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Gold price tops $1,900 for first time since early January

The US Capitol rotunda. Credit: Wikipedia.

Gold prices topped $1,900 for the first time since the early days of 2021, as investors continue piling money into gold-backed funds while US Federal Reserve officials commit to a dovish stance.

Spot gold rose 0.2% to $1,901.88 per ounce by noon ET, after hitting its highest since January 8 at $1,911.95 an ounce. US gold futures gained 0.4%, trading at $1,904.00 an ounce in New York.

[Click here for an interactive chart of gold prices]

In a Yahoo! Finance interview on Tuesday, Fed Vice Chair Richard Clarida said the US central bank could curb an outbreak of inflation should it occur without throwing the recovery off track. He also added that signs of inflation would “prove to be largely transitory.”

That echoed a number of recent dovish comments from the US central bank, which sent the yield on 10-year notes to the lowest in two weeks, helping bullion erase this year’s losses. Investor holdings of bullion-backed ETFs have risen in 12 of the past 13 sessions.

“Apart from the recent weakness in US treasury yields, factors including dovish Fed commentary to calm speculation about tightening policy has attracted flows into gold,” Xiao Fu, head of commodities markets strategy at Bank of China International, told Reuters.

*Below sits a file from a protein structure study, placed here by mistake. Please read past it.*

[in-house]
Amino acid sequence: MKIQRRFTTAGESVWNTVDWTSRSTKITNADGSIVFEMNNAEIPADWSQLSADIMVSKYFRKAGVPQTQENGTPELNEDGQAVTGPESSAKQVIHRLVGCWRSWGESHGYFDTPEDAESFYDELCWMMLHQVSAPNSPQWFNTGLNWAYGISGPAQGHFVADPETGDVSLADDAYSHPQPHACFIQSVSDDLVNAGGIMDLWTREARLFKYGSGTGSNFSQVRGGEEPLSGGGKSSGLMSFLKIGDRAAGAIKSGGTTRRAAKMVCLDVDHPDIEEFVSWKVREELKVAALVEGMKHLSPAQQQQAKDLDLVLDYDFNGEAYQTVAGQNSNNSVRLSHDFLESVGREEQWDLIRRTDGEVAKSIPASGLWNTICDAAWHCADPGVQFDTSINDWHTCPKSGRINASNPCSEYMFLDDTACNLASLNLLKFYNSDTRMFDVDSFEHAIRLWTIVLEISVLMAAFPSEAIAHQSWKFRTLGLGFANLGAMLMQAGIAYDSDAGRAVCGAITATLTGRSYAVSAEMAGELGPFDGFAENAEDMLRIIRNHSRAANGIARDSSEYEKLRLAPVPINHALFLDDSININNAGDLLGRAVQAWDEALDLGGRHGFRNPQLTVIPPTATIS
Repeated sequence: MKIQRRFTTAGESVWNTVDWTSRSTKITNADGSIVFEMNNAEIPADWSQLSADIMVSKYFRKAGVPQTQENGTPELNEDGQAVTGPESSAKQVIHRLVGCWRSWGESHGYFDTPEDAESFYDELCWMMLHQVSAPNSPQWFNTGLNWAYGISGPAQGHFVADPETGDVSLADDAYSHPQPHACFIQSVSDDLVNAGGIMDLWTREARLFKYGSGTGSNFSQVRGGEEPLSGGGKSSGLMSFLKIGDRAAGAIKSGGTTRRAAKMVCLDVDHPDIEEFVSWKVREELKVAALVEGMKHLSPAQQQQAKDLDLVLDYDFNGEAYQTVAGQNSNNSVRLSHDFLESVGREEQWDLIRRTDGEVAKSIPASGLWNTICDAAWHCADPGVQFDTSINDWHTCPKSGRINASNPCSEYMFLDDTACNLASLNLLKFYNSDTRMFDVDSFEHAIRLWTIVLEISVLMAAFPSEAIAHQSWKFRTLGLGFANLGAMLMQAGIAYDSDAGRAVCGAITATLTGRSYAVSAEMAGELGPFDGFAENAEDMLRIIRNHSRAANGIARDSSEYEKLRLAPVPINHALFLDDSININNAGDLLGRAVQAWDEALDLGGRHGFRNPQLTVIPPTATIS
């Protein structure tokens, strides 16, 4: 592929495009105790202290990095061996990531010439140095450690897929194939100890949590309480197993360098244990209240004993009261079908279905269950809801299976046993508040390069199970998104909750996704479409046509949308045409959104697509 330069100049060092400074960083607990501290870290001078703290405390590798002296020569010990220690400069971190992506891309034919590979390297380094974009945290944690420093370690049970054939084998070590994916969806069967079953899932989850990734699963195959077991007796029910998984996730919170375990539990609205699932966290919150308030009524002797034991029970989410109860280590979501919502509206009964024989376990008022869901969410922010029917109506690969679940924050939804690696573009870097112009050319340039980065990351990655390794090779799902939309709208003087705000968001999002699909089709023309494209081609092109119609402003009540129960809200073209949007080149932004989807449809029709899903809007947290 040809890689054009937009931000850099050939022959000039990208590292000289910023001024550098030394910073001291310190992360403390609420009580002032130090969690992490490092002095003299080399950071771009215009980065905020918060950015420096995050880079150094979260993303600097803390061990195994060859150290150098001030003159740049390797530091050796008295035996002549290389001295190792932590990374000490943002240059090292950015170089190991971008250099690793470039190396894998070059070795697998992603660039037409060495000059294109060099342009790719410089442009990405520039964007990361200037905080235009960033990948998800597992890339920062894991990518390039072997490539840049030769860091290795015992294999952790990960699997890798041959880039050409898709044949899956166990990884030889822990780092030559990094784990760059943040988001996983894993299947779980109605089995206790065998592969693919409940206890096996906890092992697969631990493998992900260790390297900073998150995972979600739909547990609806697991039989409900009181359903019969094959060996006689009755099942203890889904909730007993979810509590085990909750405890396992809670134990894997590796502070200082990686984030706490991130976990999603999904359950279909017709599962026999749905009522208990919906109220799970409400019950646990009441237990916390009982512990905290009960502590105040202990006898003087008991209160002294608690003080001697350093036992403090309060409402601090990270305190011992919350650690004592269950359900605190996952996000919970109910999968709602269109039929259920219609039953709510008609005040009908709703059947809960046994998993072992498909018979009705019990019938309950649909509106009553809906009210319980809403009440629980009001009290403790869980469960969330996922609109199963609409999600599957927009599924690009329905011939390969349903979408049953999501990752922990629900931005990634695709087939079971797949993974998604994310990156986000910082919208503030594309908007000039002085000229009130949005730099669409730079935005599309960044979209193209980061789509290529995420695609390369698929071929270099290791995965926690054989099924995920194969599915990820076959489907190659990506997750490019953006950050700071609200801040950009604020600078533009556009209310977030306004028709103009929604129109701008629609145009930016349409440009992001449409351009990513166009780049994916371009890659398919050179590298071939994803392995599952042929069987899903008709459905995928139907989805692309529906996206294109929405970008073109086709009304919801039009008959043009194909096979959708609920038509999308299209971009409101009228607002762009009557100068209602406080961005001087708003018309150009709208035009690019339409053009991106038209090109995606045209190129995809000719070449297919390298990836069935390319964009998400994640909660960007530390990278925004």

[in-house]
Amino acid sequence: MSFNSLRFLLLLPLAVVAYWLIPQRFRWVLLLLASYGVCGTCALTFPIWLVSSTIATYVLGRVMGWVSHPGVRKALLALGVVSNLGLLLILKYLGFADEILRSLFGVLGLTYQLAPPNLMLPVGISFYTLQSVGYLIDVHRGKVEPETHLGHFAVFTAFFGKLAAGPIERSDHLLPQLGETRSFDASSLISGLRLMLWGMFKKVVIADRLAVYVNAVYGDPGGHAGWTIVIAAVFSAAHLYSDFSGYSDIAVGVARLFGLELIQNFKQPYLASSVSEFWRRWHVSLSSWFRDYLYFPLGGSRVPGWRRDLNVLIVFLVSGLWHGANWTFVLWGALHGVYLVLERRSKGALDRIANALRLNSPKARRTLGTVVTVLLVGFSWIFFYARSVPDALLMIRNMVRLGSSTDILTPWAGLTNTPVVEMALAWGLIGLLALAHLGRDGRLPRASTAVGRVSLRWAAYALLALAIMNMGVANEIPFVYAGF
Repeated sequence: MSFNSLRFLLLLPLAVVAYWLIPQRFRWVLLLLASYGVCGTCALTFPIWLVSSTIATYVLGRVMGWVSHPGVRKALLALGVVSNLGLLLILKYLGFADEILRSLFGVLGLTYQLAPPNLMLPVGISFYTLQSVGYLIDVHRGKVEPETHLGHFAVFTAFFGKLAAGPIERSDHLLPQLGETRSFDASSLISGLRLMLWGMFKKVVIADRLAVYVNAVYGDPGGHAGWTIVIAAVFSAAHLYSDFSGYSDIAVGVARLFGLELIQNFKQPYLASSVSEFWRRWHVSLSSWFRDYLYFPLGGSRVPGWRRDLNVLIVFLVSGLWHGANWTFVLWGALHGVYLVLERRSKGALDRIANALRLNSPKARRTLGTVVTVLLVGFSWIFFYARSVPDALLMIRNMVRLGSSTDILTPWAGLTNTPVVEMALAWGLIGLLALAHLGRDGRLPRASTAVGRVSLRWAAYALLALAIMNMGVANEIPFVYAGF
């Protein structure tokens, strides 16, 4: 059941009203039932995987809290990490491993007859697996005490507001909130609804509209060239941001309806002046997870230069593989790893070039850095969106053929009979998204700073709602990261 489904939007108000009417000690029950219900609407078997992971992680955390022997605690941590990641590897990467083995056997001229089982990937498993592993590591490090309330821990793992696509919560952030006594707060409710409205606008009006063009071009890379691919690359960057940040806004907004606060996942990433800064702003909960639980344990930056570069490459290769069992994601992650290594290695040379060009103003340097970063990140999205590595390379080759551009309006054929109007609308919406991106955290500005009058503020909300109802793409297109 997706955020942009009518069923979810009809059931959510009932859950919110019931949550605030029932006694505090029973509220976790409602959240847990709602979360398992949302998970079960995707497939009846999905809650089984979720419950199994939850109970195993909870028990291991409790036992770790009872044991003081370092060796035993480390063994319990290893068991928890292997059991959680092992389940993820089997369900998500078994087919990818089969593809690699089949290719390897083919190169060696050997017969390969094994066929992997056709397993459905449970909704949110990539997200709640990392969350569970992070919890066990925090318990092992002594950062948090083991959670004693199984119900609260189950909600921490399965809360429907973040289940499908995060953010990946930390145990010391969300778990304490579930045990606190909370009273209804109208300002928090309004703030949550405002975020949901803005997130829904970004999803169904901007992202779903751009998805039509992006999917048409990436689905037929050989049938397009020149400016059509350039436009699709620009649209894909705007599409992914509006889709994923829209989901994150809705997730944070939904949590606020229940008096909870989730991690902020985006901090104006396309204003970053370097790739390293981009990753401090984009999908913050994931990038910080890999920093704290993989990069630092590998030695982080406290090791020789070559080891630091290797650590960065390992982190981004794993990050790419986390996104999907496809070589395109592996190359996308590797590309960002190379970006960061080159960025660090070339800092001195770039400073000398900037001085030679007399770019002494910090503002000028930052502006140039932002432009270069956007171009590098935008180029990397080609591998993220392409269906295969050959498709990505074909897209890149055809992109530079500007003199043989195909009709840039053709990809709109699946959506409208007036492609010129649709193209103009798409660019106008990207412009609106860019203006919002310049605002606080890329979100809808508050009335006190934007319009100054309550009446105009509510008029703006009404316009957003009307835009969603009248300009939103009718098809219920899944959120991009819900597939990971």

“Gold seems to be underpinned around $1,900 as the dollar has been quite weak recently and could provide some safe haven demand for gold,” Fu added.

Gold has been dogged by an improving US economic outlook earlier in the year following fresh fiscal aid and success of vaccine rollout, which investors feared could see monetary stimulus tapered earlier than expected. However, weak US job numbers have helped assuage any concerns of tightening.

Meanwhile, there have been signs of inflationary pressures building in commodity markets and snarled supply chains as the global economy returns to normal, burnishing gold’s appeal as a hedge.

“This could now spark technical follow-up buying that would drive the gold price up further,” Daniel Briesemann, an analyst at Commerzbank AG, said in a note to Bloomberg.

“Coupled with the higher consumer demand that is expected and reviving investment demand, we believe this should lend buoyancy to the gold price.”

(With files from Bloomberg an Reuters)